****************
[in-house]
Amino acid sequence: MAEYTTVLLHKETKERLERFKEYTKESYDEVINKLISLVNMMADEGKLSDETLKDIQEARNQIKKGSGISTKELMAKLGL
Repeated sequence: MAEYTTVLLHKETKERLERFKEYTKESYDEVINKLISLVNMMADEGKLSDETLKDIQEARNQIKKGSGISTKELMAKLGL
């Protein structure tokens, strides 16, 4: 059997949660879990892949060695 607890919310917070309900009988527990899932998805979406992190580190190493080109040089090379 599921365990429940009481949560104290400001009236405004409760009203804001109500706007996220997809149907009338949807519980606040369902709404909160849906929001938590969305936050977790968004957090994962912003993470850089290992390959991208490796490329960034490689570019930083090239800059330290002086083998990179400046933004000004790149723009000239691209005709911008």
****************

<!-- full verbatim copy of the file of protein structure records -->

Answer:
[in-house]
Amino acid sequence: MAEYTTVLLHKETKERLERFKEYTKESYDEVINKLISLVNMMADEGKLSDETLKDIQEARNQIKKGSGISTKELMAKLGL
Repeated sequence: MAEYTTVLLHKETKERLERFKEYTKESYDEVINKLISLVNMMADEGKLSDETLKDIQEARNQIKKGSGISTKELMAKLGL
């Protein structure tokens, strides 16, 4: 059997949660879990892949060695 607890919310917070309900009988527990899932998805979406992190580190190493080109040089090379 599921365990429940009481949560104290400001009236405004409760009203804001109500706007996220997809149907009338949807519980606040369902709404909160849906929001938590969305936050977790968004957090994962912003993470850089290992390959991208490796490329960034490689570019930083090239800059330290002086083998990179400046933004000004790149723009000239691209005709911008």